Digital Finance – A Key to Sustainability | By Talal Abu-Ghazaleh

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As the world population continues to grow, providing everyone with equal access to financial services is vital in a bid to provide equitable, affordable and transparent financial services. Millions are being excluded from partaking in traditional banking institutions that is seeing billions fall through the net which could be used to develop prosperous and sustainable economies. As we are now in the midst of a global digital revolution, financial inclusion for these neglected sectors of society must be a priority to build the required infrastructure and governance to fully enable this highly important sector. COVID has taught us that we need to be better prepared with more resilient infrastructure to ensure a vital sector, such as finance, is not disrupted and can continue unabated especially in developing countries.

The ubiquity of technology such as mobile phones and the internet must be leveraged through digital financial inclusion to provide safe and affordable financial services so that everyone, regardless of location or social status, can access financial services. This is being powered by the financial technology (fintech) market especially in continents such as Africa that is seeing an explosion in digital financial service providers, providing online accounts, payments, credit and insurance services through innovative digital applications to reach a market that would have previously been excluded. This allows vulnerable members of society to engage in better financial planning through savings, loans and investment opportunities that in turn will lead to greater economic prosperity for any nation, helping them to break the vicious cycle of poverty that so many find themselves in.

Digital solutions provide members of society with easy-to-use tools, providing access to financial services and a financial safety net to accumulate savings in a bid to absorb the risk of financial shocks and emergencies. Employers and governments can rapidly and easily transfer money to those that are most in need. This removes the need for cash that can be prohibitive when you talk about millions, while at the same time reduces cases of fraud and theft, as well as increases transparency. The cost of providing such services is lowered and outreach is hugely increased, allowing more to access sophisticated financial services in the future; especially for a segment that would otherwise be denied financial services from traditional banks.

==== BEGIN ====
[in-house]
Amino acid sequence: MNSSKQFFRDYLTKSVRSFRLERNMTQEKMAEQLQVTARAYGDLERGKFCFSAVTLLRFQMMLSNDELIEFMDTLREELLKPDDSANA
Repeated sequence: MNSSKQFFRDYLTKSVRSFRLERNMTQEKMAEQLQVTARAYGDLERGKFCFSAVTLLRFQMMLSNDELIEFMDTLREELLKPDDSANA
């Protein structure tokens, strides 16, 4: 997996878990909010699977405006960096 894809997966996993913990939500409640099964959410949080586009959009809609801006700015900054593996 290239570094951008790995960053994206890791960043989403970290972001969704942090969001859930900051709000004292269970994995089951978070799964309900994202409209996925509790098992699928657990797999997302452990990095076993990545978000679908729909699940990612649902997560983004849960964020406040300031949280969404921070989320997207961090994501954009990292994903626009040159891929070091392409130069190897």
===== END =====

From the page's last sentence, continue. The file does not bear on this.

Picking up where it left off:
Feeding a growing population is becoming a major challenge. The agricultural sector is a large world sector that is particularly vulnerable to volatility, meaning that farmers face difficulty in controlling agricultural risk. Access to credit schemes that assist in securing farming staples such as fertilizer and seed as well as microfinance and micro insurance can help to improve farmers’ earnings, improve yields and achieve gains in productivity. The acceptance of digital payments, access to online farming communities, direct access to distributors, the remittance of finances online and access to tailored saving schemes, creates a fairer, more inclusive environment for them to operate in.

Access to healthcare services for many is a challenge simply because it is too expensive. Digital financial inclusion allows for households to save for healthcare emergencies through micro healthcare systems and also provides healthcare providers with more reliable income, especially in rural areas where sending cash is difficult. This promotes an improved healthcare ecosystem for a segment of society that has been traditionally ignored, which in turn has positive effects on overall community well being.

Education is a concern that millions of children across the globe are facing. The cost associated with putting children through school is often a barrier for low-income households and quite often, children are denied the right to education as a result. Digital finance allows households to better plan for education expenses and helps schools to improve their financial management, freeing up resources to focus on improving education outcomes, and allows teachers to be paid, safely, securely and reliably. Equitable access to education and access to lifelong learning skills opens up an array of opportunity and are essential for a more prosperous world.

It is estimated that 35% of women worldwide are excluded from the financial system, and have no means of saving, or access to formal financial products. Providing them with access to digital finance is essential to give them greater control over their finances, help them  secure loans to raise their businesses, and empower them with the means to make financial decisions. This is a major step in promoting gender equality and of particular importance where women are the head of a household and need flexible money options. The prospect of being paid in a safe, digital manner allows them to prioritize spending in the knowledge that they are in full control of their money and helps them to build credit worthiness.